Fig. 1.

Damage of Amrasca biguttula in cotton leaf: A) chlorosis and discoloration, B) reddening point, and C) burn areas.


The economic impacts of this species in cotton in its native range, which extends from Iran in western Asia to Japan and Micronesia, have not been estimated precisely, but yield losses resulting from feeding damage by A. biguttula may sometimes exceed 60% (Ahmed 1982; Ahmad et al. 1985). In okra, 50% yield reduction has been reported (Devi et al. 2018), and in eggplant the yield losses may reach 37% or more as the population of the leafhopper increases (Ahmed 1982).

If A. biguttula has become established in Puerto Rico, it could have major potential consequences for agriculture in the Western Hemisphere, particularly in the southern U.S.A. and on other Caribbean islands including Hispaniola, Cuba, and Jamaica where cotton is produced. Although, this species has not yet been reported elsewhere in the Caribbean or in the mainland U.S.A., its occurrence in Puerto Rico presumably increases the risk of introduction to nearby countries due to inadvertent anthropogenic transport or via natural dispersal. It will be important to know how natural enemies of this pest that can be brought to the island would behave, as some of the local predators such as: Chrysopodes collaris Schneider (Neuroptera: Chrysopidae), Orius insidiosus Say (Hemiptera: Anthocoridae), Zelus longipes (L.) (Hemiptera: Reduviidae), Chrysotus spp. (Diptera: Dolichopodidae), Taeniaptera spp. (Diptera: Micropezidae), Chilocorus cacti L. (Coleoptera: Coccinellidae), Cycloneda sanguinea L. (Coleoptera: Coccinellidae), Hippodamia convergens (Guérin-Méneville) (Coleoptera: Coccinellidae), Solenopsis geminata (Fabricius) (Hymenoptera: Formicidae), Polistes crinitus Felton (Hymenoptera: Vespidae), Enallagma civile (Ha-gen) (Odonata: Coenagrionidae), and miscellaneous spiders reported in another genus of Empoascini are not reported to prey on A. biguttula (Cotte & Cruz 1989). It is necessary to evaluate the current distribution of this pest in Puerto Rico to better understand the potential impacts and management needs on the island in the future.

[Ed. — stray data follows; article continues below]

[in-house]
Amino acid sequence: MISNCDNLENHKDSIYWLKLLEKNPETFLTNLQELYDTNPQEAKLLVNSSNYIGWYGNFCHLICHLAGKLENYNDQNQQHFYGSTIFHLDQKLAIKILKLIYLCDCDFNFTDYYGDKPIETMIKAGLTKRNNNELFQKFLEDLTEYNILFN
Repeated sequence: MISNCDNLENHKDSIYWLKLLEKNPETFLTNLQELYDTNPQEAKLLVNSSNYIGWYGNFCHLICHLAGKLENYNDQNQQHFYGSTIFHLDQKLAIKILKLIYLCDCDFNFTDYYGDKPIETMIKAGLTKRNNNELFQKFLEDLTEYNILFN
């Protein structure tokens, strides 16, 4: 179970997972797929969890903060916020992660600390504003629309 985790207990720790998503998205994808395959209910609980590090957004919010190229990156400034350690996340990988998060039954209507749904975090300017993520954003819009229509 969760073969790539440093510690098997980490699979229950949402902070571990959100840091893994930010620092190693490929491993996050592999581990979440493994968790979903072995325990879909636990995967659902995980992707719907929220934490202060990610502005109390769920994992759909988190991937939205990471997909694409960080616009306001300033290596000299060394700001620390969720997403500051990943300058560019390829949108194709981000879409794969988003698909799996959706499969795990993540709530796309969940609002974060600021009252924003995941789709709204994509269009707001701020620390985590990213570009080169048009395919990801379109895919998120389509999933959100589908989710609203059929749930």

Fig. 2.

Amrasca biguttula specimens from Puerto Rico. A) Adult male dorsal view, B) adult male lateral view (scale bar = 1 mm), C) male genital capsule lateral view, D) male genital capsule ventral view, E) cleared male abdomen dorsal view, F) nymphs feeding on cotton, and G) adult on cotton.


This scientific note was made possible thanks to the project USDACSREES Distance Diagnostics and Identification, Southern Plant Diagnostic Network (Z-173). The opinions expressed by individuals in this report do not necessarily represent the policies of the U.S. Department of Agriculture.

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Irma Cabrera-Asencio, Christopher H. Dietrich, and James N. Zahniser "A New Invasive Pest in the Western Hemisphere: Amrasca biguttula (Hemiptera: Cicadellidae)," Florida Entomologist 106(4), 263-266, (7 December 2023).
Published: 7 December 2023